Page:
Otakaro yet to divest ownership of completed anchor projects
Crown company Otakaro Limited is still maintaining property it was supposed to hand over to permanent owners months ago.
Chief executive Albert Brantley said the company did not spend "anywhere near" enough time on the transfer process while building its first projects.
He said future transfers would be simpler and faster.
The company is yet to give the Christchurch City Council possession of the Avon River Terraces or the Colombo St bus interchange.
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THE BUS INTERCHANGE
The Canterbury Earthquake Recovery Authority finished the bus interchange in 2015.
An Otakaro spokesman said the company was managing the interchange "until a decision is made on its ownership".
The 2013 cost-sharing agreement between the council and the Government said the interchange would be owned by the council or private sector.
Council general manager of strategy and transformation Brendan Anstiss said the council had budgeted in its long-term plan to own and operate the facility.
He said the council would pay its $23m share of the bus interchange "when the Crown is ready to transfer ownership".
Kelvan Smith, director of the Department of Prime Minister and Cabinet's Greater Christchurch Group, said the Government was in ongoing discussions with the council about contributions and ownership of projects in the cost-sharing agreement, which included the bus interchange.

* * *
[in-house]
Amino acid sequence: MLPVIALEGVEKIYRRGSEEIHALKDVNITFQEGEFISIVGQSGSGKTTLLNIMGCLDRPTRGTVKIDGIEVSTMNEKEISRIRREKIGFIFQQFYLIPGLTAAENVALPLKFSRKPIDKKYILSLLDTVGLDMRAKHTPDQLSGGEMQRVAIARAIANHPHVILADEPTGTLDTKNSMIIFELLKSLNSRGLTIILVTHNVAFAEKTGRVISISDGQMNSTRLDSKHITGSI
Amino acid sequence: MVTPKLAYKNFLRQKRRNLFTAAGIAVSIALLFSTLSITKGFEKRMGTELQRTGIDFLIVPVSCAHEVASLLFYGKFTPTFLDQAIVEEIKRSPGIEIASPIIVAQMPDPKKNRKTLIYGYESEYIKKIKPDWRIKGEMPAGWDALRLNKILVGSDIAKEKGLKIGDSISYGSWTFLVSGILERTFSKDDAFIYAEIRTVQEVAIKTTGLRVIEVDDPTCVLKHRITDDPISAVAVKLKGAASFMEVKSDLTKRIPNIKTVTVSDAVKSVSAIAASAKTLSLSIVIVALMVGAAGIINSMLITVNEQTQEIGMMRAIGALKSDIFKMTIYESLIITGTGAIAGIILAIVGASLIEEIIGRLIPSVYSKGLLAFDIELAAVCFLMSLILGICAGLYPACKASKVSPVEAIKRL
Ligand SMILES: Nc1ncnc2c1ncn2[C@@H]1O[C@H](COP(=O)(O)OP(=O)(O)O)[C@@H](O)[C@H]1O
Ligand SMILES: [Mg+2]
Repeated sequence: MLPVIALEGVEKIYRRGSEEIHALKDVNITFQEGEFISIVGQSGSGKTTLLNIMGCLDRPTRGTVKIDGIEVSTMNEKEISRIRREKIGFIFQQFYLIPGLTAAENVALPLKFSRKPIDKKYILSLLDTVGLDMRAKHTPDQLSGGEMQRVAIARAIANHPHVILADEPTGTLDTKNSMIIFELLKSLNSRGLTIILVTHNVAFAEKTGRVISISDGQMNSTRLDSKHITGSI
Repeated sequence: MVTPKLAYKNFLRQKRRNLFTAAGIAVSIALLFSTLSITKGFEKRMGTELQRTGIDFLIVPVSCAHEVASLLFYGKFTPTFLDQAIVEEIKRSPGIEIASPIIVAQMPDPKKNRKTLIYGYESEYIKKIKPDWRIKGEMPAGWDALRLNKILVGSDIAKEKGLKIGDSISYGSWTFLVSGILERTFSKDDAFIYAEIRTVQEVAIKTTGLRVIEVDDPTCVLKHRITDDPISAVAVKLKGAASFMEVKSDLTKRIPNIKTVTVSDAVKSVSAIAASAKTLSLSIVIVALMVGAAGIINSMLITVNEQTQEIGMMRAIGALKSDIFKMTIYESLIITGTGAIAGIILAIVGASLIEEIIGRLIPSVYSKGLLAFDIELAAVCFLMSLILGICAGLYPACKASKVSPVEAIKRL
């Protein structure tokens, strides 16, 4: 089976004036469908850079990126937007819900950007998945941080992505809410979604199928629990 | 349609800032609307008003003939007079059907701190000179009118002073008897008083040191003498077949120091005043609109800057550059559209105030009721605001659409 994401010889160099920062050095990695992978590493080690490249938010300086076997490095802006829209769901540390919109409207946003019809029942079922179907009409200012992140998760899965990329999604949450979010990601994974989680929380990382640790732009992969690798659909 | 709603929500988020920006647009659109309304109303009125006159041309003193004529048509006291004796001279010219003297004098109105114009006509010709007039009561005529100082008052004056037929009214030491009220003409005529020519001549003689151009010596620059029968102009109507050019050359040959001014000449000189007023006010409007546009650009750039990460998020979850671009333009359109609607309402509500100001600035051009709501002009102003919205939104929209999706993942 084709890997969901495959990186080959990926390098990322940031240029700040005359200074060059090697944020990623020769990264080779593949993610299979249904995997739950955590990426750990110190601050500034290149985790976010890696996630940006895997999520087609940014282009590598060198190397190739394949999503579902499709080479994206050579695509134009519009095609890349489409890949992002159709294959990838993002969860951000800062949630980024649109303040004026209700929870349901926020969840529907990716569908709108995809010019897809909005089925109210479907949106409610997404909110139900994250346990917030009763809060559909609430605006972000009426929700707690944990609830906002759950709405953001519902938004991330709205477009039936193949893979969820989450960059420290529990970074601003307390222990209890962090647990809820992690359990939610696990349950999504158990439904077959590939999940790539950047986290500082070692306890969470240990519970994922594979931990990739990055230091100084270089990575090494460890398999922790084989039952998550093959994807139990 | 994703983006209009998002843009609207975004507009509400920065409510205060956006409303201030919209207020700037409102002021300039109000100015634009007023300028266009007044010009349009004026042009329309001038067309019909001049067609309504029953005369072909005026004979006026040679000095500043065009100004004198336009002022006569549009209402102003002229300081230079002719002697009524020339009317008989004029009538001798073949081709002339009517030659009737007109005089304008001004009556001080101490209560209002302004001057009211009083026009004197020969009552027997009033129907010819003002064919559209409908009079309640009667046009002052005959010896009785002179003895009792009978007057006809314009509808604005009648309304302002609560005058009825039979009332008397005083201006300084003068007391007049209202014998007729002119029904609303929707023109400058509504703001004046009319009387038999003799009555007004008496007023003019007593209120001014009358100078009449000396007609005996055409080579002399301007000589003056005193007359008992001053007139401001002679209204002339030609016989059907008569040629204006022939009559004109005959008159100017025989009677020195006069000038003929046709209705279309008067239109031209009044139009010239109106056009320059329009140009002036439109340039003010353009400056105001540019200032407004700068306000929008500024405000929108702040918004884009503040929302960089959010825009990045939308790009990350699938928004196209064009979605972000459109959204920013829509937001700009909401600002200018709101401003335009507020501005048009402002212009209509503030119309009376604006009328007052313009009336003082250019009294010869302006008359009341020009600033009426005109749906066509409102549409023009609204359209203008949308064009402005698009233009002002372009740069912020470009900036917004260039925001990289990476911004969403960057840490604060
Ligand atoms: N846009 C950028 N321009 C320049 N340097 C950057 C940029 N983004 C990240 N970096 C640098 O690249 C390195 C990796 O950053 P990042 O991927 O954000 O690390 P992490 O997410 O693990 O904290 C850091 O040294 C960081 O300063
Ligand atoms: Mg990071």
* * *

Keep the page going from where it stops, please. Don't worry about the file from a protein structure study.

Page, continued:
In the meantime, Otakaro is paying operational costs on the building and collecting rent from its tenants.
Brantley said $1.3 million per year was built into the company's budget when it was created to operate the interchange for three years.
AVON RIVER TERRACES
Otakaro planned to transfer the Avon River Terraces before Christmas last year. It is paying $9000 a month in upkeep while waiting on late delivery of special lights to finish the project.
"There's no reason not to open it to the public," he said, but Otakaro would not transfer it to the council until it was complete.
Otakaro originally planned to transfer the Canterbury Earthquake National Memorial to the Ministry for Culture and Heritage "as soon as practical" after the February 22, 2017 opening.
Brantley said Otakaro was overseeing repair of minor defects to the railing before the transfer.
"It's not a big issue, but it's issues that have to get done."
The Ministry is paying for operations and maintenance while the transfer is completed.
MARGARET MAHY FAMILY PLAYGROUND
Otakaro partially transferred the Margaret Mahy Family Playground to the council last month, more than half a year after its original plan.
The council was paying operational costs, but the full transfer would not happen until all the paperwork was in order, Brantley said.
He said the transfer was complex because contracts with different parties – such as equipment suppliers, donors, and artists – had to be transferred as well.
Brantley said Land Information New Zealand was amalgamating the several land titles the playground sits on.
"We both, ourselves and the council, underestimated the amount of work," Brantley said.
The two organisations signed a memorandum of understanding in April that standardised future asset transfers, which Brantley said would be "a lot easier".
He said Otakaro would address transfer-related administration during construction rather than at the end.